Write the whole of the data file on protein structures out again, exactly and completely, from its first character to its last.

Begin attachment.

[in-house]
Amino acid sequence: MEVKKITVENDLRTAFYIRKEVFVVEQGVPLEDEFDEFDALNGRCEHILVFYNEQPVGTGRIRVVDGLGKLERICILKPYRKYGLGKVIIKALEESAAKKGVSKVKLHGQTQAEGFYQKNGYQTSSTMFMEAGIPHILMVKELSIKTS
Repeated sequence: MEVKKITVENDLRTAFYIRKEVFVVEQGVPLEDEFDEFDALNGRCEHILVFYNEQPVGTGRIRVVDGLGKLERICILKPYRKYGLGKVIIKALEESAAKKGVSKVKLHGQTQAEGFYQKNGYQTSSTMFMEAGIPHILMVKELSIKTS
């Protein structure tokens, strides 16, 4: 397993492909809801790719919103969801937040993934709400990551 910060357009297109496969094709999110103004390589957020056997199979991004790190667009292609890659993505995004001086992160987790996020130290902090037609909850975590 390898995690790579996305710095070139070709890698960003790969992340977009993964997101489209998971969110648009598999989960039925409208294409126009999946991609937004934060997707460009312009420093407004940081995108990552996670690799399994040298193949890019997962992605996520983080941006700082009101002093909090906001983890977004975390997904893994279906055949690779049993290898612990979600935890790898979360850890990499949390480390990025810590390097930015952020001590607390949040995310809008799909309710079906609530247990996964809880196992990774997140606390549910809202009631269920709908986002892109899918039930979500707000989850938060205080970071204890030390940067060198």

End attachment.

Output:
[in-house]
Amino acid sequence: MEVKKITVENDLRTAFYIRKEVFVVEQGVPLEDEFDEFDALNGRCEHILVFYNEQPVGTGRIRVVDGLGKLERICILKPYRKYGLGKVIIKALEESAAKKGVSKVKLHGQTQAEGFYQKNGYQTSSTMFMEAGIPHILMVKELSIKTS
Repeated sequence: MEVKKITVENDLRTAFYIRKEVFVVEQGVPLEDEFDEFDALNGRCEHILVFYNEQPVGTGRIRVVDGLGKLERICILKPYRKYGLGKVIIKALEESAAKKGVSKVKLHGQTQAEGFYQKNGYQTSSTMFMEAGIPHILMVKELSIKTS
């Protein structure tokens, strides 16, 4: 397993492909809801790719919103969801937040993934709400990551 910060357009297109496969094709999110103004390589957020056997199979991004790190667009292609890659993505995004001086992160987790996020130290902090037609909850975590 390898995690790579996305710095070139070709890698960003790969992340977009993964997101489209998971969110648009598999989960039925409208294409126009999946991609937004934060997707460009312009420093407004940081995108990552996670690799399994040298193949890019997962992605996520983080941006700082009101002093909090906001983890977004975390997904893994279906055949690779049993290898612990979600935890790898979360850890990499949390480390990025810590390097930015952020001590607390949040995310809008799909309710079906609530247990996964809880196992990774997140606390549910809202009631269920709908986002892109899918039930979500707000989850938060205080970071204890030390940067060198």